I've had enough...

I've had enough...

Hello all,

I've been watching the (s)news lately and all they 'report' about are Teslas fires...

Just for fun, I typed ' car fire ' on YouTube. 5.4 MILLION posts. All gas cars.

Why don't the (s)news 'reporters' address these? Because they are sponsored by the Big Car Companies.

Could you imagine if the Big Car Companies stopped advertising on the (s)news? Then all there would be on the commercials is E.D., catheter, and Testosterone commercials...

Sorry, But I had to have a little fun. :-)


Malibu_Two | 19 novembre 2013

People are scared of new technology when it becomes mainstream. Hopefully Elon and his team will fix any issue they find and the world will get over it.

Funny how everyone cries for a recall when three Teslas catch fire, but in 100 years, ICE fires haven't been eliminated and are accepted as the norm. Double standard.

SPIDRMAN1 | 19 novembre 2013

from autoblog.


Official Tesla asks feds to investigate Model S fires, amends warranty to cover fire damage
By Jeremy Korzeniewski RSS feed Google+
Posted Nov 19th 2013 11:30AM
8130 Comments66

As of the last official count, there are 19,000 Tesla Model S sedans on US roads. Three of those, as has been widely reported, have caught on fire after significant accidents. That means one in about 6,333 Model S sedans has caught fire, and none of those fires led to any injuries. By way of contrast, there were 172,500 gasoline-car fires in the States last year, which, according to the National Fire Protection Association, equals about one in every 1,450 vehicles on US roads.

In a move we'd describe as very baller, Tesla has amended the warranty to cover damage due to a fire, even if due to driver error.
Put more simply, as stated by Elon Musk in his latest posting on the official Tesla Motors blog, "You are more than four and a half times more likely to experience a fire in a gasoline car than a Model S! Considering the odds in the absolute, you are more likely to be struck by lightning in your lifetime than experience even a non-injurious fire in a Tesla." While the assertion of dangerous lightning strikes may be just as spurious a correlation as those who claim the Model S is a burning inferno waiting to happen, the point is clear: You are quite unlikely to experience a fire in a Tesla Model S.

Still, Tesla has announced a new three-pronged approach to assuage Model S fire fears, the first of which is an over-the-air software update that will increase the car's ground clearance at highway speeds. This will hopefully make it less likely to impact debris on the road surface, which was the cause of two of three Model S fires.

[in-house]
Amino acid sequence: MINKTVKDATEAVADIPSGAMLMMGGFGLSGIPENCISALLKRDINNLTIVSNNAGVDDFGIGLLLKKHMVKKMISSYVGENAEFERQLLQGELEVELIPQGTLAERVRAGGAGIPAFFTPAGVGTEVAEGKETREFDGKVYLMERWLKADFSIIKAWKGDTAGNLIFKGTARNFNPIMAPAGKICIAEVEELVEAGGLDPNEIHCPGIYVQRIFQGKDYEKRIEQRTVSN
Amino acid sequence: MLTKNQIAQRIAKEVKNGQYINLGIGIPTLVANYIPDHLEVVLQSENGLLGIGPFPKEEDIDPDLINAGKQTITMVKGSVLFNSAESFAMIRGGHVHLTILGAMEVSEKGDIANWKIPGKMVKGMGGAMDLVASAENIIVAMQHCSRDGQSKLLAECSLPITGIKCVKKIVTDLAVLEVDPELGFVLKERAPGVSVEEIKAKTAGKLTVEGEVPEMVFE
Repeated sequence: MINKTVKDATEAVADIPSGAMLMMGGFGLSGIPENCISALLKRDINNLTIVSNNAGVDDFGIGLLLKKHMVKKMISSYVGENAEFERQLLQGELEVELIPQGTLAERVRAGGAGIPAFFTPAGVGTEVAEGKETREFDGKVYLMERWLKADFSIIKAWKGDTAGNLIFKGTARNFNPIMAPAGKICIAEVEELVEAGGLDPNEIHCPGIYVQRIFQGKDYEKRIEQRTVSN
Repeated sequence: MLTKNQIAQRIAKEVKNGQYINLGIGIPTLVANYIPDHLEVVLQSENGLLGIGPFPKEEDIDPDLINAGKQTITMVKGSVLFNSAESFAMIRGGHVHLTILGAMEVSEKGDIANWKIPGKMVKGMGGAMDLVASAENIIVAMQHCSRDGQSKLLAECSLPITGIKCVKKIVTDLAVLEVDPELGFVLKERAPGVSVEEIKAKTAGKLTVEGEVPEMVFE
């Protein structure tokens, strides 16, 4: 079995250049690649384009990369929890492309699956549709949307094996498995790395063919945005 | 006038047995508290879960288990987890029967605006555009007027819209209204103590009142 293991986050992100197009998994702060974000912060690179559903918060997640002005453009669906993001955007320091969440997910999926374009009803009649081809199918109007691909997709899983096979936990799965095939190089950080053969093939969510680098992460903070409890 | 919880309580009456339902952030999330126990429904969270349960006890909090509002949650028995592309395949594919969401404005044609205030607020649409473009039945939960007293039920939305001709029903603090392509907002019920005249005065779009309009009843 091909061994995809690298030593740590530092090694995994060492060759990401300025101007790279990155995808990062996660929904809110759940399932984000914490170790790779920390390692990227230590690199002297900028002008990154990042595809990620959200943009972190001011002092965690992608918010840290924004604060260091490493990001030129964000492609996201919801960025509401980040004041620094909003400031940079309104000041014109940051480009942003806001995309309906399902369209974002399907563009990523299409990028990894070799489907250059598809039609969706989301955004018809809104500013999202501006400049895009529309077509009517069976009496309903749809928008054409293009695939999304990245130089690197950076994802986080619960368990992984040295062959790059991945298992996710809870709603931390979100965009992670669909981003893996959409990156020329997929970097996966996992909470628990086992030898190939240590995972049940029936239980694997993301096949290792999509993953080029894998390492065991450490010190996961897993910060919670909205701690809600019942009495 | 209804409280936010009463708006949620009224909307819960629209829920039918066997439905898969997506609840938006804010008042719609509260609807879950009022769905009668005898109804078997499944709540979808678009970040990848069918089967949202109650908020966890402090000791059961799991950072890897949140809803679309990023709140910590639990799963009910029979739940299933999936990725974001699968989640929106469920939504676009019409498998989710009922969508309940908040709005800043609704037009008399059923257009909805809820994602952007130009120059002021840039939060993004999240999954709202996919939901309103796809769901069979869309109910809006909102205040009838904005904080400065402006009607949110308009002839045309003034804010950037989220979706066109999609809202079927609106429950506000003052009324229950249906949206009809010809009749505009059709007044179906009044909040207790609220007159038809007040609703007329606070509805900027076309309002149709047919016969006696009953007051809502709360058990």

Second, Tesla has "requested that the National Highway Traffic Safety Administration conduct a full investigation as soon as possible into the fire incidents," according to Musk, who had previously said a there would "definitely" not be a recall. While a recall still seems highly unlikely, Musk says that "if something is discovered that would result in a material improvement in occupant fire safety, we will immediately apply that change to new cars and offer it as a free retrofit to all existing cars."

Finally, in a move we'd describe as very baller indeed, Tesla has amended the warranty of its Model S sedan to cover damage due to a fire, even if due to driver error. "Unless a Model S owner actively tries to destroy the car, they are covered," says Musk.

Feel free to read Musk's complete blog posting for all the details and commentary at the official Tesla Motors site.
News Source: Tesla Motors

ian | 19 novembre 2013

Here's a link to the blog post referenced above…

Well done Elon and Tesla!


carlgo | 19 novembre 2013

Editors print this because people are interested in Teslas. I have not seen one sentence from the news people trying to make the case that the cars are unsafe.

The news people use the "Tesla" word every time they can because people read those articles. Likewise, people read about Apple stuff, hence all the Apple articles. It is smart editing, not a vendetta.

It is when nobody is talking about you that you have to worry. Revel in the news. It makes Tesla a household word.

Now Musk has issued an angry response and it will make the news. This will go back and forth for awhile. Tesla will be even more scrutinized. Good.